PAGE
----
“Insider” Scoop on Congress



The book’s subtitle says it all: “How Politicians and Their Friends Get Rich Off Insider Stock Tips, Land Deals and Cronyism That Would Send the Rest of Us to Prison.” This year’s best-selling “political thriller” is found, unfortunately for our democracy, on the nonfiction shelf. Throw Them All Out pulls no punches in its exposé of so-called “insider trading” by prominent elected US representatives and senators. Some of the names named have responded with criticisms of the author’s work, and Congress is now considering legislation to reform its rules on what members can or cannot do when it comes to business deals and conflict of interest. Author Peter Schweizer, a scholar with the Hoover Institution, deserves some credit for this renewed attention by lawmakers.

The term “crony capitalism” comes up a lot in discussions about such “insider” dealings. The American Heritage Dictionary defines cronyism as “favoritism shown to old friends without regard for their qualifications”—add the opportunity to earn a profit, and you have “crony capitalism.” Schweizer examines how some lawmakers, because of their position, were given the special opportunity to buy shares in companies about to “go public” on the stock market. An initial public offering (IPO) occurs when a new company launches the sale of stock to any investor, beginning at a certain base price. When an IPO goes well, the shares are bought up quickly, and the stock’s price is sure to rise in the process. It pays to be first in line. Another situation that Throw Them All Out reveals concerns lawmakers buying or selling significant portions of their personal investment portfolios based on information they received in closed hearings, or at times closely related to pending legislation. Some members of Congress apparently enriched themselves—all legally, it should be said—by using sensitive information about the likely effects of laws being passed.

In the past, such practices have been called “honest graft”—essentially, “if it’s not forbidden, then it’s allowed.” Schweizer’s book recommends reforms to congressional practices that would end the double standard that has allowed members of Congress to profit from their possession of knowledge not available to the general investing public.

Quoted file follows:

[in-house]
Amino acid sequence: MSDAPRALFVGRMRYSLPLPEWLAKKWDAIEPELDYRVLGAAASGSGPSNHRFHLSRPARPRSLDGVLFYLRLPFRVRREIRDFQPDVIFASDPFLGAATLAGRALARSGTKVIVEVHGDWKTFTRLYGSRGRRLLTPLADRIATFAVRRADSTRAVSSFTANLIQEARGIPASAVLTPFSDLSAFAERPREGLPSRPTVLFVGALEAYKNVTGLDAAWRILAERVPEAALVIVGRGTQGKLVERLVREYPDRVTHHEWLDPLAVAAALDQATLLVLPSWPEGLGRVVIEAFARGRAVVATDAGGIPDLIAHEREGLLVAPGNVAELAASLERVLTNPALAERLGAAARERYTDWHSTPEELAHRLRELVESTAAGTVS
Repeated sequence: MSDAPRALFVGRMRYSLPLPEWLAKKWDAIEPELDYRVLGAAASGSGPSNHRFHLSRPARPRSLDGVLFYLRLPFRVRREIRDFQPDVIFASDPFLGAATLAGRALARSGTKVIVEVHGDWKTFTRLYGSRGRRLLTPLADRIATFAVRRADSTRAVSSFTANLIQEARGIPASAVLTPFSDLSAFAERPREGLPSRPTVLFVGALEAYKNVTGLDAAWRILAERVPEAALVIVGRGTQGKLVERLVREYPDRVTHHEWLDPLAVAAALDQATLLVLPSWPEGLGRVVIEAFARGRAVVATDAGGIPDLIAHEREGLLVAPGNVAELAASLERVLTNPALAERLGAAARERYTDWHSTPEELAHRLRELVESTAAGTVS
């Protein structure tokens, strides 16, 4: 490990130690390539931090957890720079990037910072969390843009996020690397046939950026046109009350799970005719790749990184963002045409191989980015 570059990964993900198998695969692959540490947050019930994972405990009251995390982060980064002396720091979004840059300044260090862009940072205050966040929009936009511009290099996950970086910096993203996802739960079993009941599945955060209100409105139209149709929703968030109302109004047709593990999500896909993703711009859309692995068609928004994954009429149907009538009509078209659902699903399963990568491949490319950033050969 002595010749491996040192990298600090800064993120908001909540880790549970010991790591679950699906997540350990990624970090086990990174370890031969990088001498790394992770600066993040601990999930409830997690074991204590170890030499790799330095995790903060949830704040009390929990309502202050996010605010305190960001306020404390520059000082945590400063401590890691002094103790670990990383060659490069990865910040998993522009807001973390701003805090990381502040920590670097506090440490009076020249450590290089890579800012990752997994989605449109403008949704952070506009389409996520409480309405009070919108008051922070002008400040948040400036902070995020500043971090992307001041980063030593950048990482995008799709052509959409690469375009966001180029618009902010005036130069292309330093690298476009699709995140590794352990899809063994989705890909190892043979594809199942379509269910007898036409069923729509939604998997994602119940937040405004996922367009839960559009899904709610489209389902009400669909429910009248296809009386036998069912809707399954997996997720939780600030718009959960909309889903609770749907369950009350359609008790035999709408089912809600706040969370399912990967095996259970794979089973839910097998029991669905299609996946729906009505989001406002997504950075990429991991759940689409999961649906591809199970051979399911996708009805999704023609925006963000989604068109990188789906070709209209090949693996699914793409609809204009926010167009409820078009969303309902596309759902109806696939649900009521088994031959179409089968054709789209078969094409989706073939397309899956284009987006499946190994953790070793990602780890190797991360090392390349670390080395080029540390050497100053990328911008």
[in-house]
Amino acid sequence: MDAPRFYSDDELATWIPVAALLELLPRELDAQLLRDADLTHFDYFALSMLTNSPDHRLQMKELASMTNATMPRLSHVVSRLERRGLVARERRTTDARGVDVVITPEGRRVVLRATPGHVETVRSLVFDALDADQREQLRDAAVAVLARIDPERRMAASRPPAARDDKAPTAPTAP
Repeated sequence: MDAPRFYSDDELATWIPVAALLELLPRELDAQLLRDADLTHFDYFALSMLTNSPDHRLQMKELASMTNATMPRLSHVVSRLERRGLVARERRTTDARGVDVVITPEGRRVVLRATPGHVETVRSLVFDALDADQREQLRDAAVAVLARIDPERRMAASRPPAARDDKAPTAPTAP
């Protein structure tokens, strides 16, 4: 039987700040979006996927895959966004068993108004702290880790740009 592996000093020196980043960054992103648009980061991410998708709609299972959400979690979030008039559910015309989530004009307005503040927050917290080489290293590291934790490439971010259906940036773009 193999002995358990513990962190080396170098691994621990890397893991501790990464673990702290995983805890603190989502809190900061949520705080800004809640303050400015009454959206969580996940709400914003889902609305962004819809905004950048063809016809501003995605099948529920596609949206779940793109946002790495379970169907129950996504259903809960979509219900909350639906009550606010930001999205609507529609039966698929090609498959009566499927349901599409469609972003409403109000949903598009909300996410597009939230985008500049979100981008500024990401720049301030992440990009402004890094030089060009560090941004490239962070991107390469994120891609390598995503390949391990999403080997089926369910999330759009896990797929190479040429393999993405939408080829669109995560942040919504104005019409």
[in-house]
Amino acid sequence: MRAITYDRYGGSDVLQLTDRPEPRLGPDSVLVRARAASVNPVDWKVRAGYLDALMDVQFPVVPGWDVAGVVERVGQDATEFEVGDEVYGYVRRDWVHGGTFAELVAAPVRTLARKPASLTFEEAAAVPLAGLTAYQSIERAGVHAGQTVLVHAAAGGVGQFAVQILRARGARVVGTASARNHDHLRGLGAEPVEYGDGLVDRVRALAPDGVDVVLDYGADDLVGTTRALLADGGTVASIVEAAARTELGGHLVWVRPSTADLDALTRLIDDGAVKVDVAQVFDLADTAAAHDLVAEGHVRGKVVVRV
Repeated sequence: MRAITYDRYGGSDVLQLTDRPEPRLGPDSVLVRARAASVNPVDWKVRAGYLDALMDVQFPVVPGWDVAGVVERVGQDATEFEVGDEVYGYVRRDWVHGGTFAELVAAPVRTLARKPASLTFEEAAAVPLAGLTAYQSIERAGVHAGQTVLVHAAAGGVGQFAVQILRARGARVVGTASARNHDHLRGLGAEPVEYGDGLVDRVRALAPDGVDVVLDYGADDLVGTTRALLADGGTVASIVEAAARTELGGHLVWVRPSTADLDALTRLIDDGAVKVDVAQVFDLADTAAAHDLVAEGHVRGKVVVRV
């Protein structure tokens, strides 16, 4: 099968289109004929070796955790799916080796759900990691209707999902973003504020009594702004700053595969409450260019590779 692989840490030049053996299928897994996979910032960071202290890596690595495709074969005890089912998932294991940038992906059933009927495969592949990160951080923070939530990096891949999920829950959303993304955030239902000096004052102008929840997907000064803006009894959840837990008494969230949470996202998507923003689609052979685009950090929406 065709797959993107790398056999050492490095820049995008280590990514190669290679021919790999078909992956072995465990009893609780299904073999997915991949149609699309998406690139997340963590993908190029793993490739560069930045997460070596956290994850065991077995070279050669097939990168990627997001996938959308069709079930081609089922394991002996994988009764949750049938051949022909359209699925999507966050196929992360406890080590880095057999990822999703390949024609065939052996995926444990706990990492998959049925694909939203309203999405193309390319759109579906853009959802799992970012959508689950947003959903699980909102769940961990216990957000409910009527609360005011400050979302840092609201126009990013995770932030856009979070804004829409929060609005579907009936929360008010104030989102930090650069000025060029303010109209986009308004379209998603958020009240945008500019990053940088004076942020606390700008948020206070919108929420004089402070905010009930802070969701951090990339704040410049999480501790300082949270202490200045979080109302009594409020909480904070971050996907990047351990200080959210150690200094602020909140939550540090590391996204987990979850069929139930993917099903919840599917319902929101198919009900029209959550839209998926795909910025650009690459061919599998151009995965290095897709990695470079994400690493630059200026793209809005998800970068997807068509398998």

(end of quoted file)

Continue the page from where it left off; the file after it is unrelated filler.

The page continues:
Image Credit: © Christopher Zacharow/Getty Images

Related Links

  • The Hottest Book in Washington Sparks Congress to Act
    Read Houghton Mifflin Harcourt’s endorsement of the book that has Capitol Hill in a tizzy—this recent political expose focuses on the need for reforms to congressional “insider trading.”
    (Source: Houghton Mifflin Harcourt; December 6, 2011)
  • Power to the People: Outrage over Insider Trading Puts STOCK Act on Fast Track
    Check out this video interview with the author of Throw Them All Out; he defends the accuracy of his book’s allegations of congressional “insider trading” and discusses how it may prompt reforms.
    (Source: The Daily Ticker, December 6, 2011)
  • The Wonk Who Slays Washington
    An early review of Throw Them All Out by Peter Boyer for Newsweek Magazine.
    (Source: thedailybeast.com, November 13, 2011)
  • Throw ’Em All Out…and Good Riddance!
    A review of Peter Schweizer’s book from The American Thinker, a conservative journal of opinion and news.
    (Source: The American Thinker, December 28, 2011)
  • The Get-Rich Congress
    This piece from TheDailyBeast.com highlights a handful of powerful US representatives and senators whose wheelings and dealings are covered in Throw Them All Out.
    (Source: thedailybeast.com, November 13, 2011)


  1. ashley says:

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  2. corey says: says:

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  4. Booby says:

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  5. gaby says:

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